RNA-sequencing across three matched tissues reveals shared and tissue-specific gene expression and pathway signatures of COPD

Respir Res. 2019 Apr 2;20(1):65. doi: 10.1186/s12931-019-1032-z.


Background: Multiple gene expression studies have been performed separately in peripheral blood, lung, and airway tissues to study COPD. We performed RNA-sequencing gene expression profiling of large-airway epithelium, alveolar macrophage and peripheral blood samples from the same subset of COPD cases and controls from the COPDGene study who underwent bronchoscopy at a single center. Using statistical and gene set enrichment approaches, we sought to improve the understanding of COPD by studying gene sets and pathways across these tissues, beyond the individual genomic determinants.

Methods: We performed differential expression analysis using RNA-seq data obtained from 63 samples from 21 COPD cases and controls (includes four non-smokers) via the R package DESeq2. We tested associations between gene expression and variables related to lung function, smoking history, and CT scan measures of emphysema and airway disease. We examined the correlation of differential gene expression across the tissues and phenotypes, hypothesizing that this would reveal preserved and private gene expression signatures. We performed gene set enrichment analyses using curated databases and findings from prior COPD studies to provide biological and disease relevance.

Results: The known smoking-related genes CYP1B1 and AHRR were among the top differential expression results for smoking status in the large-airway epithelium data. We observed a significant overlap of genes primarily across large-airway and macrophage results for smoking and airway disease phenotypes. We did not observe specific genes differentially expressed in all three tissues for any of the phenotypes. However, we did observe hemostasis and immune signaling pathways in the overlaps across all three tissues for emphysema, and amyloid and telomere-related pathways for smoking. In peripheral blood, the emphysema results were enriched for B cell related genes previously identified in lung tissue studies.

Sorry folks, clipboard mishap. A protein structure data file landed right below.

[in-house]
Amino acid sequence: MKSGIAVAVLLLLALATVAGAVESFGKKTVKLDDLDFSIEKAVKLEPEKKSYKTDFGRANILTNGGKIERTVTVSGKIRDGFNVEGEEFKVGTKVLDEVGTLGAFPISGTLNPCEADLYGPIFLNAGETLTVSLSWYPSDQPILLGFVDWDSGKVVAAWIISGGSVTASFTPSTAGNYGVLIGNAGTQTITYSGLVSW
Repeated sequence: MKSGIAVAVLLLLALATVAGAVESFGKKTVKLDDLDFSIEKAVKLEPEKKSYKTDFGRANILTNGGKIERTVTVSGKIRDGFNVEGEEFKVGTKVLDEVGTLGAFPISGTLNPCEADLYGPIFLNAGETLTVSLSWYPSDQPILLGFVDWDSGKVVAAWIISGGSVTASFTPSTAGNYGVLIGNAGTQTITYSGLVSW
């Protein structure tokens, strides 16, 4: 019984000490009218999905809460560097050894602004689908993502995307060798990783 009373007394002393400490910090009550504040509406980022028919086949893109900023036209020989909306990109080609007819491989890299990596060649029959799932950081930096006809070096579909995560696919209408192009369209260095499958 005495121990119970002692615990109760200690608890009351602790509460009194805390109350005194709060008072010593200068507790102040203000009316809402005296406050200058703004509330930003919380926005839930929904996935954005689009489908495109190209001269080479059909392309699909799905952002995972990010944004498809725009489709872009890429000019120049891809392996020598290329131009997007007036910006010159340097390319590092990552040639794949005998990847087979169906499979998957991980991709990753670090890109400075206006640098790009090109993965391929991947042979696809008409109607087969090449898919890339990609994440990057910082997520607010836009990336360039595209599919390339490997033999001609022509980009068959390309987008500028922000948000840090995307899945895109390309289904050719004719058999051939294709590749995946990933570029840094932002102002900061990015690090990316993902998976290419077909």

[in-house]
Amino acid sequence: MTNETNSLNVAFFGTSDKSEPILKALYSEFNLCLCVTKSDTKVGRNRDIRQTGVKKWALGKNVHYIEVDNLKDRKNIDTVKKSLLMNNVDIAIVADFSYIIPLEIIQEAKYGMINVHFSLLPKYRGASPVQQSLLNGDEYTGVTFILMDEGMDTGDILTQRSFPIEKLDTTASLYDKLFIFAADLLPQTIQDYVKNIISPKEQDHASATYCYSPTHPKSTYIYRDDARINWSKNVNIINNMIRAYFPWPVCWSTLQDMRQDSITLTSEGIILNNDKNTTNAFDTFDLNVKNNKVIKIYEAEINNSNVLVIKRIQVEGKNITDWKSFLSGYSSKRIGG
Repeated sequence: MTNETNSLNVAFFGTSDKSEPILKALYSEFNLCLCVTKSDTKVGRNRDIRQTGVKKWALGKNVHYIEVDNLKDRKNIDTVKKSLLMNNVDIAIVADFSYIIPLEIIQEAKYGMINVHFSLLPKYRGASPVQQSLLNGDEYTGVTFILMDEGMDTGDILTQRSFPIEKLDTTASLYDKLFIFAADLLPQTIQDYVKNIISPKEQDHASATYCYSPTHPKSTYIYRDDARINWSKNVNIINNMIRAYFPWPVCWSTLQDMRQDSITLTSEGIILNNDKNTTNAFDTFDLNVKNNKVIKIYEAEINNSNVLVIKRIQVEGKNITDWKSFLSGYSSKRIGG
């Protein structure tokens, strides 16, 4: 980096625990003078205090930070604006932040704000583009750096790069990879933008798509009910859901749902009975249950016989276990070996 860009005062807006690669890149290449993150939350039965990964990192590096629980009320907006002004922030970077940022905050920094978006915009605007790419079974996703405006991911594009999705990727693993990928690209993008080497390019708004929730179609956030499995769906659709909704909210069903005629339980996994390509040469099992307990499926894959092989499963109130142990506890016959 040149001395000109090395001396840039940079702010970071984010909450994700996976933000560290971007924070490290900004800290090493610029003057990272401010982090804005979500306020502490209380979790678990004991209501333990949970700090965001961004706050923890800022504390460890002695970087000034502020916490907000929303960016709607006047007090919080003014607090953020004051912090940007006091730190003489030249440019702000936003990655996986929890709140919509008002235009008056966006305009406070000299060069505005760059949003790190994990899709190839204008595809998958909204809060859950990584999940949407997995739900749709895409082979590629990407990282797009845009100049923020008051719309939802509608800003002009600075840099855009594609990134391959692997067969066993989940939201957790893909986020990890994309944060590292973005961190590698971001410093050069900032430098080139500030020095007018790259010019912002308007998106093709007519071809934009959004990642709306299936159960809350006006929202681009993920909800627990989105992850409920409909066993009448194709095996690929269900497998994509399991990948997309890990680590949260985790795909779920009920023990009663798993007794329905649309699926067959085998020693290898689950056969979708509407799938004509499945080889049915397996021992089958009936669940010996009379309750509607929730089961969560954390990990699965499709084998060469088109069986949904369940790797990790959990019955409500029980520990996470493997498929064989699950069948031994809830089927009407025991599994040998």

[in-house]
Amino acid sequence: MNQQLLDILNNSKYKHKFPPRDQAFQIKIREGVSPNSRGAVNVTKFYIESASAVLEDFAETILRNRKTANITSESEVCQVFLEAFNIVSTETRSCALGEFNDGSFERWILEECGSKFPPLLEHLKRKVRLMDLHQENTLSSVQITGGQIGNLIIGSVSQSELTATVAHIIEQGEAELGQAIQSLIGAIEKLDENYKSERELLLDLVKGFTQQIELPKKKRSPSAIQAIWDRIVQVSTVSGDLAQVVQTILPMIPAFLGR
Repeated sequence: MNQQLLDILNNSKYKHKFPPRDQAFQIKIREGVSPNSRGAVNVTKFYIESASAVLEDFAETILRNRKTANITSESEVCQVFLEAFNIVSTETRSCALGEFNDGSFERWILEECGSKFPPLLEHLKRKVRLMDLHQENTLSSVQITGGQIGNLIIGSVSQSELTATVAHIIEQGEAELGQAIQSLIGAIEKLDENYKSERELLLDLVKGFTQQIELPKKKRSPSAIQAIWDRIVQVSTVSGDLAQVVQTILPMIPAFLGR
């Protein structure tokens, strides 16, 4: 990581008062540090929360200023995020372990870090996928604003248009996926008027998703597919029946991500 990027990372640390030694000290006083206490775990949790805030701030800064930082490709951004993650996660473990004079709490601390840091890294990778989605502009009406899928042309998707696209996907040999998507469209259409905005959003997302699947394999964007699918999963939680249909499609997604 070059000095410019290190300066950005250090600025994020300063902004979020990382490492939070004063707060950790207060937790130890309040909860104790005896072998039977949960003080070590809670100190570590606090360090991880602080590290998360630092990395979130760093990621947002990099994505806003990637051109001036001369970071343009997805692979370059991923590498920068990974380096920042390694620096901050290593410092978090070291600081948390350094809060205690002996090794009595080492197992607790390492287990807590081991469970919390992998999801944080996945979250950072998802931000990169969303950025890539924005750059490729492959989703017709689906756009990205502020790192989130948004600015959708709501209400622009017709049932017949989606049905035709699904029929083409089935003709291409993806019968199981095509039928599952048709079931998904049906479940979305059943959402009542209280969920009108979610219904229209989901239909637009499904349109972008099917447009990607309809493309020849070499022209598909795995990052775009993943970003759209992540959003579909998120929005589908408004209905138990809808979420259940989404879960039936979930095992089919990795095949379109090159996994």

Conclusions: Our integrative analyses across COPD-relevant tissues and prior studies revealed shared and tissue-specific disease biology. These replicated and novel findings in the airway and peripheral blood have highlighted candidate genes and pathways for COPD pathogenesis.

Keywords: COPD; Emphysema; Genomics; RNA-seq; Transcriptomics.

Publication types

  • Multicenter Study

MeSH terms

  • Cohort Studies
  • Follow-Up Studies
  • Gene Expression Profiling / methods*
  • Humans
  • Longitudinal Studies
  • Macrophages, Alveolar / metabolism*
  • Macrophages, Alveolar / pathology
  • Pulmonary Disease, Chronic Obstructive / genetics*
  • Pulmonary Disease, Chronic Obstructive / metabolism*
  • Pulmonary Disease, Chronic Obstructive / pathology
  • Respiratory Mucosa / metabolism*
  • Respiratory Mucosa / pathology
  • Sequence Analysis, RNA / methods*